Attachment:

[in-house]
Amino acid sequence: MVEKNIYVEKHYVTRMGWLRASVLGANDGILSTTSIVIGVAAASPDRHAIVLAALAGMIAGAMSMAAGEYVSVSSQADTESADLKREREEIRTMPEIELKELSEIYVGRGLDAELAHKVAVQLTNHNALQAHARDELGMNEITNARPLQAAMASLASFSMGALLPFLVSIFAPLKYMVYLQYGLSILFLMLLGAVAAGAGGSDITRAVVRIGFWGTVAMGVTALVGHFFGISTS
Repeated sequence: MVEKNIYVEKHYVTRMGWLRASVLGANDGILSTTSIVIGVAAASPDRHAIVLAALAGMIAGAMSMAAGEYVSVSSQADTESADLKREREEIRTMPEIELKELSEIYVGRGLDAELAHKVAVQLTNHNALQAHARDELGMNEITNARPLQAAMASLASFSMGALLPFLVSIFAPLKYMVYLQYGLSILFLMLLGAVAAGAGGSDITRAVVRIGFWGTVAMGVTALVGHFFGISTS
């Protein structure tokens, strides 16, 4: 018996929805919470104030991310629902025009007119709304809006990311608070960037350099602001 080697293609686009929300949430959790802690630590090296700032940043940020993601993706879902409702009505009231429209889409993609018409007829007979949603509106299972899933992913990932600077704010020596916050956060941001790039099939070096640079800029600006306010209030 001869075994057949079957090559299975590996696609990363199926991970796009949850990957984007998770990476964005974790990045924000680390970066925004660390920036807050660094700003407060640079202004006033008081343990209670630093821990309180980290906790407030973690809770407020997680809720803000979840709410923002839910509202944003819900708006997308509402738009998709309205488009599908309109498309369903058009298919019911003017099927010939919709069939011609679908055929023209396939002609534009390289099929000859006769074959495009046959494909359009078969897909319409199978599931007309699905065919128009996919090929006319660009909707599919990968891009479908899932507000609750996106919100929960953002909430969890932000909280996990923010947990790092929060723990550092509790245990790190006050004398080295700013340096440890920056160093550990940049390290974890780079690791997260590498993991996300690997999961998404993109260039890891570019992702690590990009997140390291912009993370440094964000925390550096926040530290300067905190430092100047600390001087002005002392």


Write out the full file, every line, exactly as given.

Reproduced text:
[in-house]
Amino acid sequence: MVEKNIYVEKHYVTRMGWLRASVLGANDGILSTTSIVIGVAAASPDRHAIVLAALAGMIAGAMSMAAGEYVSVSSQADTESADLKREREEIRTMPEIELKELSEIYVGRGLDAELAHKVAVQLTNHNALQAHARDELGMNEITNARPLQAAMASLASFSMGALLPFLVSIFAPLKYMVYLQYGLSILFLMLLGAVAAGAGGSDITRAVVRIGFWGTVAMGVTALVGHFFGISTS
Repeated sequence: MVEKNIYVEKHYVTRMGWLRASVLGANDGILSTTSIVIGVAAASPDRHAIVLAALAGMIAGAMSMAAGEYVSVSSQADTESADLKREREEIRTMPEIELKELSEIYVGRGLDAELAHKVAVQLTNHNALQAHARDELGMNEITNARPLQAAMASLASFSMGALLPFLVSIFAPLKYMVYLQYGLSILFLMLLGAVAAGAGGSDITRAVVRIGFWGTVAMGVTALVGHFFGISTS
């Protein structure tokens, strides 16, 4: 018996929805919470104030991310629902025009007119709304809006990311608070960037350099602001 080697293609686009929300949430959790802690630590090296700032940043940020993601993706879902409702009505009231429209889409993609018409007829007979949603509106299972899933992913990932600077704010020596916050956060941001790039099939070096640079800029600006306010209030 001869075994057949079957090559299975590996696609990363199926991970796009949850990957984007998770990476964005974790990045924000680390970066925004660390920036807050660094700003407060640079202004006033008081343990209670630093821990309180980290906790407030973690809770407020997680809720803000979840709410923002839910509202944003819900708006997308509402738009998709309205488009599908309109498309369903058009298919019911003017099927010939919709069939011609679908055929023209396939002609534009390289099929000859006769074959495009046959494909359009078969897909319409199978599931007309699905065919128009996919090929006319660009909707599919990968891009479908899932507000609750996106919100929960953002909430969890932000909280996990923010947990790092929060723990550092509790245990790190006050004398080295700013340096440890920056160093550990940049390290974890780079690791997260590498993991996300690997999961998404993109260039890891570019992702690590990009997140390291912009993370440094964000925390550096926040530290300067905190430092100047600390001087002005002392």